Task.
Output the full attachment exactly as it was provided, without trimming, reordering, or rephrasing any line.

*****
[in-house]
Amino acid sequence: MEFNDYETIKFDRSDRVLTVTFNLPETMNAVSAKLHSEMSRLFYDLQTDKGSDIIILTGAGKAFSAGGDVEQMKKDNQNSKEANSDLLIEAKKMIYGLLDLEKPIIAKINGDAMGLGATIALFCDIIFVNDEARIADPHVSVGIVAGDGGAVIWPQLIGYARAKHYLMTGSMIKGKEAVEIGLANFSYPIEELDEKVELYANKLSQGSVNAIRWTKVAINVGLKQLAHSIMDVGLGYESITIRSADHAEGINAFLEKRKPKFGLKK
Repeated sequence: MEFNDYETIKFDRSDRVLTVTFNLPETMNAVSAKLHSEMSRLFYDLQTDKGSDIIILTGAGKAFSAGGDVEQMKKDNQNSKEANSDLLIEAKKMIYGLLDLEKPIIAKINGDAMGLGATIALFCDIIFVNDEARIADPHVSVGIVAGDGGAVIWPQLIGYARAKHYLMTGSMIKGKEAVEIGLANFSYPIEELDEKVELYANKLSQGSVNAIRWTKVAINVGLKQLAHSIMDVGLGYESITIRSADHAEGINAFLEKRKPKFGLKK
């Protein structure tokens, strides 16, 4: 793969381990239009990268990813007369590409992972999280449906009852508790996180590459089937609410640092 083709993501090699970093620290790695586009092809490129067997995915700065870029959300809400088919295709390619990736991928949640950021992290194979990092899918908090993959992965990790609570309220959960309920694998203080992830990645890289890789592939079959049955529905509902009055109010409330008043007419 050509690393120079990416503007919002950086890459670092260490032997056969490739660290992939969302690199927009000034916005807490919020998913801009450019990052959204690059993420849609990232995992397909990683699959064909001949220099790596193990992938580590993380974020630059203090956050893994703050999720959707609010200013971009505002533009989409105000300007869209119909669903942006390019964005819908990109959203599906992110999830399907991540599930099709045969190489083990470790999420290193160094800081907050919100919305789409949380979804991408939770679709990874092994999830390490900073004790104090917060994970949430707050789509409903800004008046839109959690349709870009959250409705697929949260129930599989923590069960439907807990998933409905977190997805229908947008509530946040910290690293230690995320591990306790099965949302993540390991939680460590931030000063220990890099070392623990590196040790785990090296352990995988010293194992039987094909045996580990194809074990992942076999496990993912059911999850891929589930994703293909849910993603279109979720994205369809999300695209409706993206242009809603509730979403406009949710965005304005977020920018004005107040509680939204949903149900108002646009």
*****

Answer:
[in-house]
Amino acid sequence: MEFNDYETIKFDRSDRVLTVTFNLPETMNAVSAKLHSEMSRLFYDLQTDKGSDIIILTGAGKAFSAGGDVEQMKKDNQNSKEANSDLLIEAKKMIYGLLDLEKPIIAKINGDAMGLGATIALFCDIIFVNDEARIADPHVSVGIVAGDGGAVIWPQLIGYARAKHYLMTGSMIKGKEAVEIGLANFSYPIEELDEKVELYANKLSQGSVNAIRWTKVAINVGLKQLAHSIMDVGLGYESITIRSADHAEGINAFLEKRKPKFGLKK
Repeated sequence: MEFNDYETIKFDRSDRVLTVTFNLPETMNAVSAKLHSEMSRLFYDLQTDKGSDIIILTGAGKAFSAGGDVEQMKKDNQNSKEANSDLLIEAKKMIYGLLDLEKPIIAKINGDAMGLGATIALFCDIIFVNDEARIADPHVSVGIVAGDGGAVIWPQLIGYARAKHYLMTGSMIKGKEAVEIGLANFSYPIEELDEKVELYANKLSQGSVNAIRWTKVAINVGLKQLAHSIMDVGLGYESITIRSADHAEGINAFLEKRKPKFGLKK
């Protein structure tokens, strides 16, 4: 793969381990239009990268990813007369590409992972999280449906009852508790996180590459089937609410640092 083709993501090699970093620290790695586009092809490129067997995915700065870029959300809400088919295709390619990736991928949640950021992290194979990092899918908090993959992965990790609570309220959960309920694998203080992830990645890289890789592939079959049955529905509902009055109010409330008043007419 050509690393120079990416503007919002950086890459670092260490032997056969490739660290992939969302690199927009000034916005807490919020998913801009450019990052959204690059993420849609990232995992397909990683699959064909001949220099790596193990992938580590993380974020630059203090956050893994703050999720959707609010200013971009505002533009989409105000300007869209119909669903942006390019964005819908990109959203599906992110999830399907991540599930099709045969190489083990470790999420290193160094800081907050919100919305789409949380979804991408939770679709990874092994999830390490900073004790104090917060994970949430707050789509409903800004008046839109959690349709870009959250409705697929949260129930599989923590069960439907807990998933409905977190997805229908947008509530946040910290690293230690995320591990306790099965949302993540390991939680460590931030000063220990890099070392623990590196040790785990090296352990995988010293194992039987094909045996580990194809074990992942076999496990993912059911999850891929589930994703293909849910993603279109979720994205369809999300695209409706993206242009809603509730979403406009949710965005304005977020920018004005107040509680939204949903149900108002646009």